5. Stay risk-averse early.
Don’t be an idiot and draft a guy with tremendous upside potential who isn’t slated to go in the first four rounds. Your first four picks are the core of your franchise. Can you really risk your fantasy future on a running back like Darren McFadden (averaging 4.75 games missed a season) or Ryan Mathews (averaging 3 games missed as season and already injured) who is always hurt? You need to be safe with your early picks and get risky later. Otherwise it’s like riding the town bicycle without your helmet. Better to be safe than sorry.
6. Don’t draft a kicker until the last round.
I say the same thing every year, and I’ll keep saying it until people prove they’re not absolutely braindead. The difference between the first few kickers off the board and the waiver wire guys is usually no more than a couple points per week. Plus, there are always one or two studs that go undrafted. Actually, if you’re in a league with me, draft a kicker before the last round. I’ll buy you a beer with my winnings.
7. Know how to nominate players.
There are many strategies on how to nominate players in an auction draft, so make sure you know all of them. There’s some strategy to it as opposed to just nominating the player at the top of the rankings. I like to nominate high-market-value players who I know I don’t want. It’ll kill other team’s available auction dollars, leaving you with the upper hand on bidding wars for guys you actually want.
8. Vary your bidding patterns.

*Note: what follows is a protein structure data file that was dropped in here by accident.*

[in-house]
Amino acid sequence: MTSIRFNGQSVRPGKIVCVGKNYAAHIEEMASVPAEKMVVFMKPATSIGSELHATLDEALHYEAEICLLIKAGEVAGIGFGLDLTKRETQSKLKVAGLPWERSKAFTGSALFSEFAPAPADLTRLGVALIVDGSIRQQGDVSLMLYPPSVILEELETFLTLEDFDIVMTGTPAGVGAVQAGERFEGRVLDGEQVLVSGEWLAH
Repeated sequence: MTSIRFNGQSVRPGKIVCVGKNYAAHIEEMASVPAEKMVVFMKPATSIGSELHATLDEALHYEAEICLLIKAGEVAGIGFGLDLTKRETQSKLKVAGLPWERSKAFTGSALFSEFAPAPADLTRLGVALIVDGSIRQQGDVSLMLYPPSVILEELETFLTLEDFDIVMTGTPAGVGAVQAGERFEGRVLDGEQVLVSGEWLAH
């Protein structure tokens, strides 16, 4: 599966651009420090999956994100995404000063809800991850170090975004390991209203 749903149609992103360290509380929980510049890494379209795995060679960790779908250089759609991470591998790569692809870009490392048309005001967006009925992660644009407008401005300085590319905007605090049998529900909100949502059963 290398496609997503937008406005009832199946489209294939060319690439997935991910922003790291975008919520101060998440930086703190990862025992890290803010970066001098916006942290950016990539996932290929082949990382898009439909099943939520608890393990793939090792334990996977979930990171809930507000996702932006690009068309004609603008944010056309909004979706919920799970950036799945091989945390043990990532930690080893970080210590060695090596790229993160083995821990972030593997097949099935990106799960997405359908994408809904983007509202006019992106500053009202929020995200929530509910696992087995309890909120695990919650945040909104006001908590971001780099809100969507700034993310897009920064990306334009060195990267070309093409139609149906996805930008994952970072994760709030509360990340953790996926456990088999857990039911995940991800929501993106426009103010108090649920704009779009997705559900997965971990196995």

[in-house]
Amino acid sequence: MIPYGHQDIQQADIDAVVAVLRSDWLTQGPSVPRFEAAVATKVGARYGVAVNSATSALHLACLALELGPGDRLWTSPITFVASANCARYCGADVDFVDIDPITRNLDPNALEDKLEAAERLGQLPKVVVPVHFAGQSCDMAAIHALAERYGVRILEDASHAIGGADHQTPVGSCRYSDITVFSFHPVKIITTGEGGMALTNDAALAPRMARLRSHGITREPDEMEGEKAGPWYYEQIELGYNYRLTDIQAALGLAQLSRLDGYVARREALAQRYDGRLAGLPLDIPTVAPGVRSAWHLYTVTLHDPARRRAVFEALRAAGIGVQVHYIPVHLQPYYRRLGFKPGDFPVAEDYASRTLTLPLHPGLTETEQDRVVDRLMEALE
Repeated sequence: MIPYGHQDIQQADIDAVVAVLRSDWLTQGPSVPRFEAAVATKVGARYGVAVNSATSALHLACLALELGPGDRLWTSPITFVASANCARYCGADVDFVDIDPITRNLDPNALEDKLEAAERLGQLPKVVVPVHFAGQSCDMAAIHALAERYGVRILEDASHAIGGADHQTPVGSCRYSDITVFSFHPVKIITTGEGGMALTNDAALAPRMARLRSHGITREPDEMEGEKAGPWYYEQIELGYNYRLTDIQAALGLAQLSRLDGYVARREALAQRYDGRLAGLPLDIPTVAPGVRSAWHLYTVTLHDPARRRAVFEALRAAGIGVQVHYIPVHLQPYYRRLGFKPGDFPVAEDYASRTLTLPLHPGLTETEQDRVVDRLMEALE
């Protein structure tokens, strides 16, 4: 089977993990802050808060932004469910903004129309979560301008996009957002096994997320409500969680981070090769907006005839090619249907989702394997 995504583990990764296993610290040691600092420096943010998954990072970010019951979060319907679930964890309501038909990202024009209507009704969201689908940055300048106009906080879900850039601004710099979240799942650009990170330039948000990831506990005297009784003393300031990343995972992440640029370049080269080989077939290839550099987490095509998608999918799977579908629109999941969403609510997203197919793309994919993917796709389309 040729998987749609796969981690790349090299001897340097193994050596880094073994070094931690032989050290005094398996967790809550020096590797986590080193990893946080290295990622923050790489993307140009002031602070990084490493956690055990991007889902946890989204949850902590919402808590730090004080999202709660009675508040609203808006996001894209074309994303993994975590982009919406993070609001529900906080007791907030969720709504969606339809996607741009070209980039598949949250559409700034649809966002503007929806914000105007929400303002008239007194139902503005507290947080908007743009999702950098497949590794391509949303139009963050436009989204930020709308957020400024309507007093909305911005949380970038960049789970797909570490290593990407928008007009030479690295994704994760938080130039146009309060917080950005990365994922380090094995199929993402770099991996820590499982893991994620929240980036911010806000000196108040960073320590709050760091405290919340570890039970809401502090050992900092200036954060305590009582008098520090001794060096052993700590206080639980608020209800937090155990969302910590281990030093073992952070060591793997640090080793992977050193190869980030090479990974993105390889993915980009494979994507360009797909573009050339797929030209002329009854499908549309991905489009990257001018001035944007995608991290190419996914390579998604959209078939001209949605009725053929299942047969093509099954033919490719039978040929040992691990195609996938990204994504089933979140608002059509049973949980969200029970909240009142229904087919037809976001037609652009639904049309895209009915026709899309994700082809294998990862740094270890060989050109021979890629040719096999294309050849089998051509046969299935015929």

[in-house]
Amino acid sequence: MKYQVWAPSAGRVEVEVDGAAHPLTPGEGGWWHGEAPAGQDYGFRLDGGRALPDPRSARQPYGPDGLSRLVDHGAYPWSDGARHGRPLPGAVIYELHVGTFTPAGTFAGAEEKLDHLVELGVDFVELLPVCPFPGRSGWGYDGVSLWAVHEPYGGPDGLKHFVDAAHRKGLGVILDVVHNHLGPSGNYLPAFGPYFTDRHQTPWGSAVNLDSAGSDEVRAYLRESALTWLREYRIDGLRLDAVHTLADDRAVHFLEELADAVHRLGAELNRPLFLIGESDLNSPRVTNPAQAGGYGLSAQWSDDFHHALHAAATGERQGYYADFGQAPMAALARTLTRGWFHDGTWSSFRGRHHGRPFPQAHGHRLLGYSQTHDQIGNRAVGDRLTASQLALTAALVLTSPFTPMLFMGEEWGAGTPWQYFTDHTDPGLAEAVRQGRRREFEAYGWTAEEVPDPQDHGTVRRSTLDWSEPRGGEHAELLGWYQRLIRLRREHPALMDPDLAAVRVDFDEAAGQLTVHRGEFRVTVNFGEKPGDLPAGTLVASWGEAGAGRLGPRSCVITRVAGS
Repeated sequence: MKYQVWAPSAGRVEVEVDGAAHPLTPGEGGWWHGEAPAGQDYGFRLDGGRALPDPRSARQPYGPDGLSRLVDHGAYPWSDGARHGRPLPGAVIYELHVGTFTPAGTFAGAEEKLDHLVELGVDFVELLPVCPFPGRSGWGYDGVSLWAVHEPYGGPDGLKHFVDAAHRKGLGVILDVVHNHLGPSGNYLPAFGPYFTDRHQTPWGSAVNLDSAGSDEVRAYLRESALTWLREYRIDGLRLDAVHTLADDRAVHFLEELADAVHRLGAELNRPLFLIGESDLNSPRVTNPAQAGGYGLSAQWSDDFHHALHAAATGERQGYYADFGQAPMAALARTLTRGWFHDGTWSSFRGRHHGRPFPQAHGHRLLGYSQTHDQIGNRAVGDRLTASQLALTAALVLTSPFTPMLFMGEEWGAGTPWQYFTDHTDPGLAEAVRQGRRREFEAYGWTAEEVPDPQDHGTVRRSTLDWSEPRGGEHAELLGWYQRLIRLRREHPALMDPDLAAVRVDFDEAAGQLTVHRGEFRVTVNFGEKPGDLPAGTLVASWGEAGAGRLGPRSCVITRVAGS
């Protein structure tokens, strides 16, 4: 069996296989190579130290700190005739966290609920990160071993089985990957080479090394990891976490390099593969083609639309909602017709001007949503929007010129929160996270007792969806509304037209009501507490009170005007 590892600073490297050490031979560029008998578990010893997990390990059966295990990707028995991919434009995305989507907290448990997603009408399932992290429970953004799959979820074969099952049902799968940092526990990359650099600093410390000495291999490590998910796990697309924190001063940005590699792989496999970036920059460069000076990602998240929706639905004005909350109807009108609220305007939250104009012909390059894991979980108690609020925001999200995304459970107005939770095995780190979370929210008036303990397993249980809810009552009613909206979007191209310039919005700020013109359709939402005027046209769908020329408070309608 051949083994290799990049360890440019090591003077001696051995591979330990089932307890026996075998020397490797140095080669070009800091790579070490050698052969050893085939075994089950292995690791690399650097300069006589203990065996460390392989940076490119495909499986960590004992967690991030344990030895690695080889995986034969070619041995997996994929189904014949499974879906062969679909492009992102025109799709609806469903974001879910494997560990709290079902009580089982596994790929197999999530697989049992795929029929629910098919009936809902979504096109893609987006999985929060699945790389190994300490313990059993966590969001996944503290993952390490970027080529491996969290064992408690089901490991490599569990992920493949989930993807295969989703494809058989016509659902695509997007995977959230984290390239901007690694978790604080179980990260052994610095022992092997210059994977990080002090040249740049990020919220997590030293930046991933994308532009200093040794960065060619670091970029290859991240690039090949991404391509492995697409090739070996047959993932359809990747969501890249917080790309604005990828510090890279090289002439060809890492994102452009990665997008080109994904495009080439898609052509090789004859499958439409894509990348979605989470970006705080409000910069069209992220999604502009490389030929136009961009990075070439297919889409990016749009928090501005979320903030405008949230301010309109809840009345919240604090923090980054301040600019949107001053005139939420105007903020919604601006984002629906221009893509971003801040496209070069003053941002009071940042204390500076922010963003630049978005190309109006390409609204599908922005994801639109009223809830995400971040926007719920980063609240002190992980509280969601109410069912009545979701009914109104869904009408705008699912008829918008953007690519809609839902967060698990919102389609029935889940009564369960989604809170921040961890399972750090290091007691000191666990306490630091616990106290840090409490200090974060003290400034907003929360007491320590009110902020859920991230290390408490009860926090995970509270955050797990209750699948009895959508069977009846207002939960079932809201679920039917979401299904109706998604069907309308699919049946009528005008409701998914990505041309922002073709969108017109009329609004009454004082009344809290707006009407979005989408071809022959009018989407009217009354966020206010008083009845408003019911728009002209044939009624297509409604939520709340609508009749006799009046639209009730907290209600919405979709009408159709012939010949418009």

It doesn’t pay to only bid on the guys that you really want. You should never bid more than market value on any player you don’t want, but you can throw in some lower bids on these guys to keep the competition honest. Otherwise teams will realize you’re only bidding on the guys you actually want and you’ll be showing your poker hand way too easily.
9. Make sure you have some stars.
You would never trade your first round pick in a snake draft for a couple of fourth-rounders, so don’t pass on elite talent in an auction draft. The whole point of an auction is that you get your chance to have anyone, so why would you pass up the opportunity to get a player who can put big games on the board? On a Saturday night at the bar, you wouldn’t pass up getting the number of a 10 just to pick up numbers from a three different 6s, right?
10. Don’t forget to adjust your auction values.
Standard ESPN pricing is based on a 10-team league. You need to inflate it by a multiplier of 1.2X for a 12-team league and 1.4X for a 14-team league. Assuming your league has a $200 auction budget per team, make sure the total amount of dollars listed in auction values totals to that (e.g. a 10-team league should have all player values total to $2,000). If you’re in a keeper league, you need to adjust the non-keepers’ prices to account for all the extra money available. For example, if Cam Newton is being kept for $10 and his market value is $28, that’s an extra $18 in the pool that you need to account for. Yes it’s a lot of math, but that’s why Microsoft Excel was created. You’ll thank me when the other teams in your league realize you just fleeced them by drafting a team full of studs.
You can ask him all your fantasy football questions and follow his additional thoughts on Twitter @MrT_BroBible.